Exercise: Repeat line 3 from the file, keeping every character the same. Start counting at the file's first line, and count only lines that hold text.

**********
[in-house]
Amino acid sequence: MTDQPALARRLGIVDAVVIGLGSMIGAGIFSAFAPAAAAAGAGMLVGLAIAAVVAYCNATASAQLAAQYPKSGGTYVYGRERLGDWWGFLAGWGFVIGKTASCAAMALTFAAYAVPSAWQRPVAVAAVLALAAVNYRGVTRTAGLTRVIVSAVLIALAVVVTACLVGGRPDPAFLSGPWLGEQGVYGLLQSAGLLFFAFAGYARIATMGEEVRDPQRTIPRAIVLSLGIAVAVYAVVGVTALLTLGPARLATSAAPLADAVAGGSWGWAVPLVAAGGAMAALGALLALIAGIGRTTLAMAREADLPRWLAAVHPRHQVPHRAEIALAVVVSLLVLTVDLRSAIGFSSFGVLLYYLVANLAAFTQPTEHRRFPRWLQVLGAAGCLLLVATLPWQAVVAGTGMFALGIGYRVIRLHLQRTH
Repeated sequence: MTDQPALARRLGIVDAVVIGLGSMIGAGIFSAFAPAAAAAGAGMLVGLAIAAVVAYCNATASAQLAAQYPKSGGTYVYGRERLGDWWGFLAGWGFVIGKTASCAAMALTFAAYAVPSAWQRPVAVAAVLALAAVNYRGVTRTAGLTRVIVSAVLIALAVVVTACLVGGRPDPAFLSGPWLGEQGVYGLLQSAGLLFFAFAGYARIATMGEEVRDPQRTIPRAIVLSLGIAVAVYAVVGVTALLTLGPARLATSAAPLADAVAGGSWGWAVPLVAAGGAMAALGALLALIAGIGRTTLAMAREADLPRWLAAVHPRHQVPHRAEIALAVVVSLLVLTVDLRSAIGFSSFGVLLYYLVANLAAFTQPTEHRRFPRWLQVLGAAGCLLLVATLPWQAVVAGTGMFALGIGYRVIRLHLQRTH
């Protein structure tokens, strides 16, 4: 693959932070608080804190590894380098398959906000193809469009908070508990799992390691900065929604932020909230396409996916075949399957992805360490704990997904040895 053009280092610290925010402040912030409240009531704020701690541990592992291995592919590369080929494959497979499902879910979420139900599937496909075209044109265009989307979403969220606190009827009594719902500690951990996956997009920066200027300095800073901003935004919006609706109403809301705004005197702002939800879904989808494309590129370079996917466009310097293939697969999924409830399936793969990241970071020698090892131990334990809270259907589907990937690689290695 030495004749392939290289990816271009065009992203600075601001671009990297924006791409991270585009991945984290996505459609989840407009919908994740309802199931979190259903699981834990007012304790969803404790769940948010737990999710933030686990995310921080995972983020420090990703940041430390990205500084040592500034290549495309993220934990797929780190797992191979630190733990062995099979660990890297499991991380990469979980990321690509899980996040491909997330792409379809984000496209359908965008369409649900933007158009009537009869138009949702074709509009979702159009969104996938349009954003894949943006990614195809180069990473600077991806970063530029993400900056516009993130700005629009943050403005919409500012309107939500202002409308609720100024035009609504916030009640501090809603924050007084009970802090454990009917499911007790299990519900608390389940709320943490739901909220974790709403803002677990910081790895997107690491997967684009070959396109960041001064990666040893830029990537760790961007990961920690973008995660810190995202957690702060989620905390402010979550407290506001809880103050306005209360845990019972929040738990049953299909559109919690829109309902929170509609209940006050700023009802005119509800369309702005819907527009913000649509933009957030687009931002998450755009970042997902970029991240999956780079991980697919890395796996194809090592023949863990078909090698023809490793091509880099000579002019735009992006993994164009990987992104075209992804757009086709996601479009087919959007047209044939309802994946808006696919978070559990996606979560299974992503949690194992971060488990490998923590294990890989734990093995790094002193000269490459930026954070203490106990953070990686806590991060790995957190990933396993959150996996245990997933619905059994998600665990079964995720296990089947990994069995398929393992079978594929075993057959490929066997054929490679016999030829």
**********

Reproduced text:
Repeated sequence: MTDQPALARRLGIVDAVVIGLGSMIGAGIFSAFAPAAAAAGAGMLVGLAIAAVVAYCNATASAQLAAQYPKSGGTYVYGRERLGDWWGFLAGWGFVIGKTASCAAMALTFAAYAVPSAWQRPVAVAAVLALAAVNYRGVTRTAGLTRVIVSAVLIALAVVVTACLVGGRPDPAFLSGPWLGEQGVYGLLQSAGLLFFAFAGYARIATMGEEVRDPQRTIPRAIVLSLGIAVAVYAVVGVTALLTLGPARLATSAAPLADAVAGGSWGWAVPLVAAGGAMAALGALLALIAGIGRTTLAMAREADLPRWLAAVHPRHQVPHRAEIALAVVVSLLVLTVDLRSAIGFSSFGVLLYYLVANLAAFTQPTEHRRFPRWLQVLGAAGCLLLVATLPWQAVVAGTGMFALGIGYRVIRLHLQRTH